The Rolling Stones are one of the enduring legacies of British rock and roll. They are still very much going, with the band members in no rush to stop even as they enter their 70s. Jagger in particular is still evidently full of life, having had his 8th child in 2016…
“Play With Fire” was released in 1965 and appears on the album Out Of Our Heads, which shows a band starting to break out of rhythm and blues into a more recognisable Stones rock style. The song admonishes a girl who is obsessed with material things not to mess the author about.
It’s a classy slow burning track that makes good use of a minimal backing over Jagger’s inimitable singing. The odd twanging that makes up much of the melody is from a harpsichord, and makes for a nice sound. An interesting quirk is that the track is credited to Nanker Phelge, which is the pseudonym used by the band when they all wrote a song together.
A lot of great songs tell a story. “Cat’s In The Cradle” (1974) features some of the most compelling story telling ever put down in song form. This is not least because the story it tells is such a universal part of the human experience. People have children, the children grow up and gradually gain independence, and then they go on to have their own children. If it seems poetic, that’s because it was started life as a poem written by his wife. Unfortunately Harry Chapin died of a heart attack after a car accident in 1981.
Chapin artfully weaves his tale of the father who doesn’t have time to spend with his son, and you do really empathise with the beleaguered dad as his son grows up and the situation reverses, as the son does his own thing more and more. The heavy use of metaphors lifted from nursery rhymes and children’s games (Cat’s cradle, little boy blue) and the gradual shift in the lyrics from the dad not having time for the son, to the son not having time for the dad, makes for a very cleverly done song.
Most poignant perhaps is the way the son’s declaration at the start:
“I’m gonna be like you, dad
You know I’m gonna be like you”
Is repeated by the dad at the end:
“He’d grown up just like me
My boy was just like me”
Doesn’t hurt that the song is a very catchy one too!
Musically, as well as many other ways, Africa is hugely underestimated and neglected. This means that there are many amazing songs and musicians that tend to go under the radar in the west.
Marijata, a Ghanaian band are an example of the wealth of musical talent in countries like Ghana, Nigeria, Ethiopia, Mozambique, South Africa, and many more. As it breezes languorously from open to close, “I Walk Alone” showcases a breathtaking array of sounds and textures, from the ever-so-slightly discordant guitar/bass combination picking resolutely throughout, to the triumphant brass choruses, to the organ and guitar solos. The percussion fits nicely into the densely layered soundscape to provide a track that is in every way greater than its already brilliant parts.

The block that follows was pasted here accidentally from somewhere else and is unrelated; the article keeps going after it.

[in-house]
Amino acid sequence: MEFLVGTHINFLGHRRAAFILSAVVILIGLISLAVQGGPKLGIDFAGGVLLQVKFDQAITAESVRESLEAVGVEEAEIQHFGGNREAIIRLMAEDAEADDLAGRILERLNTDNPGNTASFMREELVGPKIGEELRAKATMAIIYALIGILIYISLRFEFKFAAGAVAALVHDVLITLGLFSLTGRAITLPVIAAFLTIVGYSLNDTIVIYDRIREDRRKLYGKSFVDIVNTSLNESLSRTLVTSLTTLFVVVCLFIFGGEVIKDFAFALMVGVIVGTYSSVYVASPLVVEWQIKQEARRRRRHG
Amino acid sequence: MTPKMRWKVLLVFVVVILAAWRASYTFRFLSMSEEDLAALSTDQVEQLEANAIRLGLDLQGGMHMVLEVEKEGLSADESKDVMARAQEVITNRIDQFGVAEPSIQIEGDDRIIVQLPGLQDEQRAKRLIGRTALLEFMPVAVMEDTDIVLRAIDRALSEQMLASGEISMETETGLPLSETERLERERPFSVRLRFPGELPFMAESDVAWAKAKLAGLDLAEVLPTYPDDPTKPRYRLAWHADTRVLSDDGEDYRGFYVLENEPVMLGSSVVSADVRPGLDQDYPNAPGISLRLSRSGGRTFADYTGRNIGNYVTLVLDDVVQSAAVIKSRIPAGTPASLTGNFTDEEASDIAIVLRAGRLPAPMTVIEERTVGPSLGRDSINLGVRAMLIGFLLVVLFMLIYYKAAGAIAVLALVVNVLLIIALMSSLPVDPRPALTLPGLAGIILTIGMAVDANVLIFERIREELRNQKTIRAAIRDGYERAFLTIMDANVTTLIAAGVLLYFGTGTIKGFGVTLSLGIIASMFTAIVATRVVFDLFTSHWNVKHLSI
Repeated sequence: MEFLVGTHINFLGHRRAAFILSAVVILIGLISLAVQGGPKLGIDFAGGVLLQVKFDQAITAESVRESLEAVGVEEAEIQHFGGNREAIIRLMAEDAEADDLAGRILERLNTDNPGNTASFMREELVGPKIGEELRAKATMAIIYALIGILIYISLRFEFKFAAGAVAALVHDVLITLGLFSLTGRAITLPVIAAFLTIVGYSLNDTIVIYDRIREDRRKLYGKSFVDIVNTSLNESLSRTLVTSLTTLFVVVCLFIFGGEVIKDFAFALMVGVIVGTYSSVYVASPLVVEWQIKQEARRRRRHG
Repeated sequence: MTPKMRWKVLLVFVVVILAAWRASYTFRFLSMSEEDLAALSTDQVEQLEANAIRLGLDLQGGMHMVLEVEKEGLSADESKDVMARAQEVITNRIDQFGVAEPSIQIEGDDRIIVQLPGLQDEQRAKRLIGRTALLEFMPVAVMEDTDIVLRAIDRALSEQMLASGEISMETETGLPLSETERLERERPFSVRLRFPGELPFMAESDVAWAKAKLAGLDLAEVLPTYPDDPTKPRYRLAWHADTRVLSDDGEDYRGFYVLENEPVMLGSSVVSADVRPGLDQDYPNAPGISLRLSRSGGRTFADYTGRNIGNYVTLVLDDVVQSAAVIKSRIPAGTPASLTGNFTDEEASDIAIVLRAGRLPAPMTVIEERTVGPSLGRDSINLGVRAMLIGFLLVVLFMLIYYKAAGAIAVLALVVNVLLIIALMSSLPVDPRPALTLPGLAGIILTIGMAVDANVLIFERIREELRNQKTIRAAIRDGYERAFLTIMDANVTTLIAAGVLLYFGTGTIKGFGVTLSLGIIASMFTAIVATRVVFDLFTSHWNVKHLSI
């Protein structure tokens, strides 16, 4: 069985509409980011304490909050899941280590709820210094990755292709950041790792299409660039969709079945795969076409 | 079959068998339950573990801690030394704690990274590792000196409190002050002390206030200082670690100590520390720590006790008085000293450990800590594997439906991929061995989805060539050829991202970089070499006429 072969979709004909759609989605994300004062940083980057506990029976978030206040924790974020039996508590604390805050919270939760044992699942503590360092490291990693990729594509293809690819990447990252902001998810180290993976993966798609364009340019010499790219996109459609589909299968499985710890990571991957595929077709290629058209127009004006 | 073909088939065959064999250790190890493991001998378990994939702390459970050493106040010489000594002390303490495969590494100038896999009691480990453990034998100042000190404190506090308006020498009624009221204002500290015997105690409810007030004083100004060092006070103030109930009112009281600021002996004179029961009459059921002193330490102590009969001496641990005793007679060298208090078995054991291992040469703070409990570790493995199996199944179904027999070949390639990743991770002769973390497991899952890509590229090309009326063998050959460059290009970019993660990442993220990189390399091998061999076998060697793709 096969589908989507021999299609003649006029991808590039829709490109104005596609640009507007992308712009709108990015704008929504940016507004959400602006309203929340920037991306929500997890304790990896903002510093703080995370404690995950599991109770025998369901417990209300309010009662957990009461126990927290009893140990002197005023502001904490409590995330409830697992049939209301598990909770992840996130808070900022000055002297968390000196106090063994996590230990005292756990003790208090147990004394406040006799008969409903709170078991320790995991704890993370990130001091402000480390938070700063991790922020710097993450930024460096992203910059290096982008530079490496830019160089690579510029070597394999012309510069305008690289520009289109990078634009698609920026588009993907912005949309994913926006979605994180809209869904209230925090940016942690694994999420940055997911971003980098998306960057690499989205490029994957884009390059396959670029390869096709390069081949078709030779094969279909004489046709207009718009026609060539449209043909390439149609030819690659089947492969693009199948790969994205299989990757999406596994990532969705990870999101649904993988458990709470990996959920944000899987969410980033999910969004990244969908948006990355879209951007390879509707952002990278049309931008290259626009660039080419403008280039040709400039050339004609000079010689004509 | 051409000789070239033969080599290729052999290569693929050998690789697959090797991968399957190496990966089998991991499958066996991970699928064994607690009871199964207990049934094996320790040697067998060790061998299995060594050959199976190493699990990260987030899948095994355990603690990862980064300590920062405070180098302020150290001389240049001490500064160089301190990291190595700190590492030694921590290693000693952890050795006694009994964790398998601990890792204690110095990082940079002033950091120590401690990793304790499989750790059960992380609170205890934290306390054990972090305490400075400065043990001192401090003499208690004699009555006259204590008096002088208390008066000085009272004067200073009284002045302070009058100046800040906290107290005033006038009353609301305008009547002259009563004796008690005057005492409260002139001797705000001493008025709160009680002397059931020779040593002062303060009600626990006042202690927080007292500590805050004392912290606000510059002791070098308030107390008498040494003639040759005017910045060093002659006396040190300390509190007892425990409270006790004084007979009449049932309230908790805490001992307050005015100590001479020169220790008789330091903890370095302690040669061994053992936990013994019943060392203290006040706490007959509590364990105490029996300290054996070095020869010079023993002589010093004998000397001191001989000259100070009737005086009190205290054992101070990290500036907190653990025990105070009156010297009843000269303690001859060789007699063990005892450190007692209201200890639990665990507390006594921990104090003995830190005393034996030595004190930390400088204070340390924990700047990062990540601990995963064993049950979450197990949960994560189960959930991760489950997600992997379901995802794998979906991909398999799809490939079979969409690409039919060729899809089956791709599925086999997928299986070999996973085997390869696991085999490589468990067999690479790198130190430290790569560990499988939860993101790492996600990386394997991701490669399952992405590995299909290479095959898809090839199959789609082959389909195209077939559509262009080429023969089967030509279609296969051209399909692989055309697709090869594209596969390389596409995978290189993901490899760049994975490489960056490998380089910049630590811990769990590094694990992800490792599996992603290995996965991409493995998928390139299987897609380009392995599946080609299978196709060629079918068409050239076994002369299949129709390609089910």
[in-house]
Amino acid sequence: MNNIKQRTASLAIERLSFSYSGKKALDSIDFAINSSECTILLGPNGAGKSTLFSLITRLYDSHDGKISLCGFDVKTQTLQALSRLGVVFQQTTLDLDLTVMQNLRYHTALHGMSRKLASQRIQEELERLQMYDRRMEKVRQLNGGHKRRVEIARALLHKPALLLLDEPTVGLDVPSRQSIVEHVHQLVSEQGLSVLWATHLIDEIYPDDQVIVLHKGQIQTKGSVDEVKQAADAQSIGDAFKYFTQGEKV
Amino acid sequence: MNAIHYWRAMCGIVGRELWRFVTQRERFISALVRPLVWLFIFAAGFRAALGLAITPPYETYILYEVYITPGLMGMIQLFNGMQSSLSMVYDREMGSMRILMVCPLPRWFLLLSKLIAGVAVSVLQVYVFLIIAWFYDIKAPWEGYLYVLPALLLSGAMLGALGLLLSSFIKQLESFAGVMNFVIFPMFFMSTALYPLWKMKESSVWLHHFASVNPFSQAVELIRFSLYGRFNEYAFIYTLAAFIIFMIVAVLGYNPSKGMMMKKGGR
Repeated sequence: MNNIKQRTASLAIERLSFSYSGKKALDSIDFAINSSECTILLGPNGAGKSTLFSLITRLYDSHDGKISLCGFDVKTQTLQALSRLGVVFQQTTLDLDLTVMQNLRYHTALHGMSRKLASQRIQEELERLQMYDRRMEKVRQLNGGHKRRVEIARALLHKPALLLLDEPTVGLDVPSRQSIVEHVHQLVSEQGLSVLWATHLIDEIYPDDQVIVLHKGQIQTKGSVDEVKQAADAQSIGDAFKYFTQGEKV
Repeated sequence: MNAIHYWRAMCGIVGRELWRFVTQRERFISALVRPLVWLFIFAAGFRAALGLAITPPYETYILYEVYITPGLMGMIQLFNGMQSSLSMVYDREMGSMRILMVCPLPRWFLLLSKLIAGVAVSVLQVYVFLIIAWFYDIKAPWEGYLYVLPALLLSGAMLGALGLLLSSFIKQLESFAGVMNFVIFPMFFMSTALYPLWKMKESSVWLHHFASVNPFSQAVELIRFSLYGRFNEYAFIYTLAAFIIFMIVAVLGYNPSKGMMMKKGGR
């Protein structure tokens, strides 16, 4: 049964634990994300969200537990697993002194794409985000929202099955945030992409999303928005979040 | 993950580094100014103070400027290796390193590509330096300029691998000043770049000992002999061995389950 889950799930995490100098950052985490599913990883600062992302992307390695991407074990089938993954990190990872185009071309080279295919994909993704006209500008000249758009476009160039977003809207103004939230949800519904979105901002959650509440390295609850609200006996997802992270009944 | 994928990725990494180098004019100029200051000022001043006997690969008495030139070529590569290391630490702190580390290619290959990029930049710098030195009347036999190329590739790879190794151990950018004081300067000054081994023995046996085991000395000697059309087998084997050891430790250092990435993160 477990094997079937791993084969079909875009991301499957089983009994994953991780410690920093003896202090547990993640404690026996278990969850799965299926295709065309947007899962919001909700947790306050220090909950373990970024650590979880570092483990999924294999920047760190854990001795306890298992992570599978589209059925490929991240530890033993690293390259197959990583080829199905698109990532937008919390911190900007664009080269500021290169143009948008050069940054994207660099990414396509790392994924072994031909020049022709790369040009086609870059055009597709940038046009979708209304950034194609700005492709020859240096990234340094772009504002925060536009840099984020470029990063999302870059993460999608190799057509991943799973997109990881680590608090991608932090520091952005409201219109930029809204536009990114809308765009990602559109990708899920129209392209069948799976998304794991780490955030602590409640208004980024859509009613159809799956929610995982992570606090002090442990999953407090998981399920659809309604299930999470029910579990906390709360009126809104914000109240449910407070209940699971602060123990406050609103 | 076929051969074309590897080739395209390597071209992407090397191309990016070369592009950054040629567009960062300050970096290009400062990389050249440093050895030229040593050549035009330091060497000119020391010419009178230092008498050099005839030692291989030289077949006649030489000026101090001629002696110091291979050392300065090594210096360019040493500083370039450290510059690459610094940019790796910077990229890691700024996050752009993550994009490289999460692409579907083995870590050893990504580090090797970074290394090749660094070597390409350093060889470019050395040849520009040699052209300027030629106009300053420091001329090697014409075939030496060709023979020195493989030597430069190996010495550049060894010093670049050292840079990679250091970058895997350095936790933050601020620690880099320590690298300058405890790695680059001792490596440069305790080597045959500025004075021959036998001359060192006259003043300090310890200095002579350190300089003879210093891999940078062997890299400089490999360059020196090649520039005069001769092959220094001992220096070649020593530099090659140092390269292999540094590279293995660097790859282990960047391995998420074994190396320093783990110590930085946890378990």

The song was released in 1976 as part of a 4 track EP called This is Marijata, and has been re-released in 2011 and 2017. Timeless stuff.
Calvin Harris has a truly supernatural knack for churning out instantly recognisable, ultra catchy grooves. This one from 2008 has vocals from Dizzee Rascal, a killer combination almost guaranteed to dominate the airwaves and keep clubbers dancing away until the lights come on!
Dizzee is widely regarded as one of the best rappers Britain has ever produced, but he keeps it lighthearted here, with a cheeky, infectious flow riding over the stupendously funky jam laid on by Harris. The song was number one in the UK for 4 weeks, Dizzee Rascal’s first number one, and was certified Platinum.
I challenge you not to listen to this tune without nodding your head or tapping your foot, it really is just one of those songs…
Prince was one of the most eclectic and colourful artists ever. There’s just no denying that his originality and creativity made him something of a music genius.
Although he has made many other fantastic songs that may or may not make an appearance further down the line (Follow Twitter or Facebook and you’ll be first to know!), Purple Rain gets the honour of being the first song to be featured on Music365.
Released in 1984, this 8 minute epic is a rock song that builds from a sultry organ verse to a thunderous rocking chorus, and is one of those songs that really can justify its greater than usual length. There is a shorter single version (the long version is from the album of the same name) but to be honest the song is at its most enduring as a grand piece than an easy pop song.
It reached number 2 in the U.S, where it remained for two weeks, and was certified gold the year of its release. In 2016, when Prince tragically died of an overdose, the song re-entered the charts and reached number four, such was Prince’s staying power and influence on our culture.
“After silence, that which comes nearest to expressing the inexpressible is music.” ― Aldous Huxley
The mission of this blog is to post a new song from any era, from any genre, every day, hence “Music 365”.
If you have any better names do let me know!
The only criteria for the songs I post is that they are classics that stand the test of time. Some might be relatively new, some might be hundreds of years old.
Some might be sad, some might be happy, some might be relatively emotion free.
There will be deep, heartrending meaningful songs sitting alongside party tunes and catchy pop from the radio. There will be obscure songs you may never have heard of before, and songs that everybody knows.
I hope that over time this will become a vast repository of humanity’s greatest gift to itself: music.